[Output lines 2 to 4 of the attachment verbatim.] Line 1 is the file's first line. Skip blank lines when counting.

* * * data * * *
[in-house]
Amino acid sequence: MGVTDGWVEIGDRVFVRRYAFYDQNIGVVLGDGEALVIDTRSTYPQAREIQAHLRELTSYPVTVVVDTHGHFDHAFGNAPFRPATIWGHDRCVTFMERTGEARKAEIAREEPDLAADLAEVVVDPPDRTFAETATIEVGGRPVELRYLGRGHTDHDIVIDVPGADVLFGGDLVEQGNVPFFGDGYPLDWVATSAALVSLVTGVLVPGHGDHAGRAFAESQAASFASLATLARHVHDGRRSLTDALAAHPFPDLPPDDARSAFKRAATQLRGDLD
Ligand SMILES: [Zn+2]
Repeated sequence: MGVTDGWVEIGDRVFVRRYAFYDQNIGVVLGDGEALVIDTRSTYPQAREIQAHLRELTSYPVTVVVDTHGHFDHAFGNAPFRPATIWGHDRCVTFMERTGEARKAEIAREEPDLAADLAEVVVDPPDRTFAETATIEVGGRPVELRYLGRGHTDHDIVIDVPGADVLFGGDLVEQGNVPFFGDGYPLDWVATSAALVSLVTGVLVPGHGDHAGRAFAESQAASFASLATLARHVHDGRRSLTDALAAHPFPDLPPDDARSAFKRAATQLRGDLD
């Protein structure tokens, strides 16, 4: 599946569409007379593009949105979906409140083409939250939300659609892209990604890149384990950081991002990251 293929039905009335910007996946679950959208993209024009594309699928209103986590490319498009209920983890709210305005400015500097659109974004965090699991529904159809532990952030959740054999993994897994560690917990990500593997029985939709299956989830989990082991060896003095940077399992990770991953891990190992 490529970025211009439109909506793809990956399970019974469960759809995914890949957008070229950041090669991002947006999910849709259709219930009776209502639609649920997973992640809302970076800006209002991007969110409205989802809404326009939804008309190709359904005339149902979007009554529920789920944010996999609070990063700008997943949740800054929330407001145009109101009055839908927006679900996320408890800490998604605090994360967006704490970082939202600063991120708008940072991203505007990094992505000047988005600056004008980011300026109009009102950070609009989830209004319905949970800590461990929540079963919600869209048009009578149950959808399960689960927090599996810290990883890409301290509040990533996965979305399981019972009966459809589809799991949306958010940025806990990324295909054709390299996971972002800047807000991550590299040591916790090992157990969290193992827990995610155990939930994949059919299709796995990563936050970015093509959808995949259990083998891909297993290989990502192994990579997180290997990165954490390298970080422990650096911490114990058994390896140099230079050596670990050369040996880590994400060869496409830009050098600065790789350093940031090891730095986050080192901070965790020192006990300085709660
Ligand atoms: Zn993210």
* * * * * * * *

Amino acid sequence: MGVTDGWVEIGDRVFVRRYAFYDQNIGVVLGDGEALVIDTRSTYPQAREIQAHLRELTSYPVTVVVDTHGHFDHAFGNAPFRPATIWGHDRCVTFMERTGEARKAEIAREEPDLAADLAEVVVDPPDRTFAETATIEVGGRPVELRYLGRGHTDHDIVIDVPGADVLFGGDLVEQGNVPFFGDGYPLDWVATSAALVSLVTGVLVPGHGDHAGRAFAESQAASFASLATLARHVHDGRRSLTDALAAHPFPDLPPDDARSAFKRAATQLRGDLD
Ligand SMILES: [Zn+2]
Repeated sequence: MGVTDGWVEIGDRVFVRRYAFYDQNIGVVLGDGEALVIDTRSTYPQAREIQAHLRELTSYPVTVVVDTHGHFDHAFGNAPFRPATIWGHDRCVTFMERTGEARKAEIAREEPDLAADLAEVVVDPPDRTFAETATIEVGGRPVELRYLGRGHTDHDIVIDVPGADVLFGGDLVEQGNVPFFGDGYPLDWVATSAALVSLVTGVLVPGHGDHAGRAFAESQAASFASLATLARHVHDGRRSLTDALAAHPFPDLPPDDARSAFKRAATQLRGDLD